Sponsored by the American Association of State Highway and Transportation Officials (AASHTO), AAA and the U.S. Chamber of Commerce, the competition evaluates projects in three categories: Quality of Life/Community Development, Best Use of Technology & Innovation and Operations Excellence. The projects are also divided into three sizes: small (less than $25 million), medium ($25 million to $200 million) and large (more than $200 million).
The 12th America’s Transportation Awards competition attracted 81 project nominations from 39 state DOTs this year. The three highest-scoring projects from each of four regional contests earned a place in the Top 12 national finals, competing for the national Grand Prize and the People’s Choice Award. Both prizes come with $10,000 cash awards.
An independent panel of transportation industry experts will select the Grand Prize winner, while the general public will decide the People’s Choice Award winner through online voting. Online votes will be weighted to each state’s population, allowing for greater competition between states with larger and smaller populations.
The winning transportation projects in Construction Digest’s area are:
Missouri and Illinois Departments of Transportation – Improvements for Downtown City of St. Louis – Quality of Life/Community Development, Large Category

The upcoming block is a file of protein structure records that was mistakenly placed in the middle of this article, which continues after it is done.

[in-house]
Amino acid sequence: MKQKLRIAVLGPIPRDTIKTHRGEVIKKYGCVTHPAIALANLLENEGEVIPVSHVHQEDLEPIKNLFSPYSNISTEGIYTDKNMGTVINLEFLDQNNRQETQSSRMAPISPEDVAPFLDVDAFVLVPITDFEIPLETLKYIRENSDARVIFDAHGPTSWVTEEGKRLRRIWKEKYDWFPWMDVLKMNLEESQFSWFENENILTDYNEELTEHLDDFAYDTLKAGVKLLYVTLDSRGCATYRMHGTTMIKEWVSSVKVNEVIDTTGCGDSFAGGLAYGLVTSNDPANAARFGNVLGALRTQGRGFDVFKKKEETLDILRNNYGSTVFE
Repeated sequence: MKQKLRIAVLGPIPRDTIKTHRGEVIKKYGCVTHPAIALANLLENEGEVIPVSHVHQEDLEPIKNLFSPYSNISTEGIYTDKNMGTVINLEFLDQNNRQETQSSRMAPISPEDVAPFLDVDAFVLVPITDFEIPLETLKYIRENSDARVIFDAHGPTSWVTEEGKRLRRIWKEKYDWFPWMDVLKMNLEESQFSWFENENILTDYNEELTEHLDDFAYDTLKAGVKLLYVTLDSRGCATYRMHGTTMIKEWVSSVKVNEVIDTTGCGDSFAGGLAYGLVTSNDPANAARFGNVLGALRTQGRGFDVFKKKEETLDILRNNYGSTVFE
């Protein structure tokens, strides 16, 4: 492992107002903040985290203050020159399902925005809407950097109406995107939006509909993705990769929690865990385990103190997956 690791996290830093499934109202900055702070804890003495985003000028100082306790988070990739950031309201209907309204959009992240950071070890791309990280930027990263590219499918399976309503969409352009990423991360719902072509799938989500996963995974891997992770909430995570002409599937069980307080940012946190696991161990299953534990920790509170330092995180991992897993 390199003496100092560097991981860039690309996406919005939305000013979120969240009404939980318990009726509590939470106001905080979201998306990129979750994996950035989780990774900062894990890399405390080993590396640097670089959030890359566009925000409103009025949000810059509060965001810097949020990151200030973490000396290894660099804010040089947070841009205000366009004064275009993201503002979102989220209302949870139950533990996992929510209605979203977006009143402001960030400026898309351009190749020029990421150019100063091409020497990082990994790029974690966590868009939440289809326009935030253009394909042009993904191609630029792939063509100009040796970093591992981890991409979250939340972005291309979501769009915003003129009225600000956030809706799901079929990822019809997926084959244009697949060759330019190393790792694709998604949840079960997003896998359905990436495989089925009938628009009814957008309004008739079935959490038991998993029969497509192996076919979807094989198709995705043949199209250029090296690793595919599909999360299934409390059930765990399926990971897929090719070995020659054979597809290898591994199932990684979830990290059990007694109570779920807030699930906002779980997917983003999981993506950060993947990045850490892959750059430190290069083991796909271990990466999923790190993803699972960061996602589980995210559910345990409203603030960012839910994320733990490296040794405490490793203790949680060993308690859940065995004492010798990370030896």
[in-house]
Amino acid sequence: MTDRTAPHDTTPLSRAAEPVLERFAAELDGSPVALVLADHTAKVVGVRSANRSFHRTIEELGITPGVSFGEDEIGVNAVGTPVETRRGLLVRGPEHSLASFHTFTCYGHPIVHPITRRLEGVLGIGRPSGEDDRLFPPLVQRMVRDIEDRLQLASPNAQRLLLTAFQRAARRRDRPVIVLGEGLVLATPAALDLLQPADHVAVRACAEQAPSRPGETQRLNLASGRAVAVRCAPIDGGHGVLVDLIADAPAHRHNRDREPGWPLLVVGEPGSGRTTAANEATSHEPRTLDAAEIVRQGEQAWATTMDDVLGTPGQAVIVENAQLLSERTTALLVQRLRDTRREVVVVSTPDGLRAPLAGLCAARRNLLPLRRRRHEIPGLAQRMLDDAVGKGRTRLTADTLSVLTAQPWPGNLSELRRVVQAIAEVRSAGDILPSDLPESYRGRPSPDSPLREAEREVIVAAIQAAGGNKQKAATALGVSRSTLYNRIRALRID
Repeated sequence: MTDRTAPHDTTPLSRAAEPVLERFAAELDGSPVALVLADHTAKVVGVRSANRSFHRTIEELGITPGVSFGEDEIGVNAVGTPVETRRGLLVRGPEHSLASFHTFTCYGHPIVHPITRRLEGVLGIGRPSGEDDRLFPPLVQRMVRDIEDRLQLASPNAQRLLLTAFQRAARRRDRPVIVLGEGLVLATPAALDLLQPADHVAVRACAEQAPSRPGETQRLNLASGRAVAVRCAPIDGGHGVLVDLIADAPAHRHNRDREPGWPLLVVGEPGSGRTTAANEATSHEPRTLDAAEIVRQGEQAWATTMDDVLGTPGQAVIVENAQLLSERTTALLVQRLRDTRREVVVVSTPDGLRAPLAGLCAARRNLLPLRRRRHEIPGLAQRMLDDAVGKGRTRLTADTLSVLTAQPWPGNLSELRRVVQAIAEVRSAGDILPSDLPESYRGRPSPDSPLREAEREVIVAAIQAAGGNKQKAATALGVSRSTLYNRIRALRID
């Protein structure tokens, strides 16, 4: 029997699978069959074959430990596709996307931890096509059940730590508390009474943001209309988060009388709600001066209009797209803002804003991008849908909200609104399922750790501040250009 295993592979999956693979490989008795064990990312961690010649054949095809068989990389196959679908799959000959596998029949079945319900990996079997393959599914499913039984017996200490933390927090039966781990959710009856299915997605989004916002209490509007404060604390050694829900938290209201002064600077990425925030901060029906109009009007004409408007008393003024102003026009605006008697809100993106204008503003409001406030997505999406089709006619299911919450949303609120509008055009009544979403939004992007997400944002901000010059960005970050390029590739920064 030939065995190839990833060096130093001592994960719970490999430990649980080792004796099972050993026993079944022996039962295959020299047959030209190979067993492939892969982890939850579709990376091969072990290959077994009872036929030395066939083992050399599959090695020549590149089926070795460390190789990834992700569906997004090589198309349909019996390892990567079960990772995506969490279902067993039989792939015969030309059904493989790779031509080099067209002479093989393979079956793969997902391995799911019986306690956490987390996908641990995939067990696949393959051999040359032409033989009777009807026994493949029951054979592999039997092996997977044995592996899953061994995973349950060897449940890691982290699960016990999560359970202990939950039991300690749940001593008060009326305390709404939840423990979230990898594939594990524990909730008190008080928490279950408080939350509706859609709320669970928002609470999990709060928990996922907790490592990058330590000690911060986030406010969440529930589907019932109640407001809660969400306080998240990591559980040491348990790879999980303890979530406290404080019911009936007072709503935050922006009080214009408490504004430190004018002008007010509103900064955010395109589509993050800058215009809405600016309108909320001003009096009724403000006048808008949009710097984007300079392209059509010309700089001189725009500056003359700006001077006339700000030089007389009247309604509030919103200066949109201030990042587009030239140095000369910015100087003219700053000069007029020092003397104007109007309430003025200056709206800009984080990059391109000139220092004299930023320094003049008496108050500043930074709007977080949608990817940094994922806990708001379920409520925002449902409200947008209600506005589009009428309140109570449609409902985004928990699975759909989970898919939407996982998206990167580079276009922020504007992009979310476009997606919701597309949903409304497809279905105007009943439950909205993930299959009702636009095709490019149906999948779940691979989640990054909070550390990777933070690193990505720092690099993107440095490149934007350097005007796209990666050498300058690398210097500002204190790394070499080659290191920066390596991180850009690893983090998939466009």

An $801-million collaborative effort between the Missouri Department of Transportation and Illinois Department of Transportation included the relocation of one interstate to a new, four-lane cable bridge named the Stan Musial Veterans Memorial Bridge. The new bridge allowed the states to make improvements to the Poplar Street Bridge, including new lane ramps on the bridge and an extra lane between St. Louis City and St. Clair County, Illinois. A park replaced what was the existing interstate with bicycle and pedestrian access.
Ohio Department of Transportation – I-71 & Martin Luther King Jr. Interchange – Quality of Life/Community Development, Medium Category
The nearly $84-million Martin Luther King, Jr. Interchange is a collaborative effort between the Ohio Department of Transportation, the City of Cincinnati and regional governments. The reconfiguration of the new interchange reconstructed nearly two miles of Interstate 71. It also includes new entrance and exit ramps, rehabilitation of older bridges and ramps, improved bus stops and a new 14-foot multi-use path.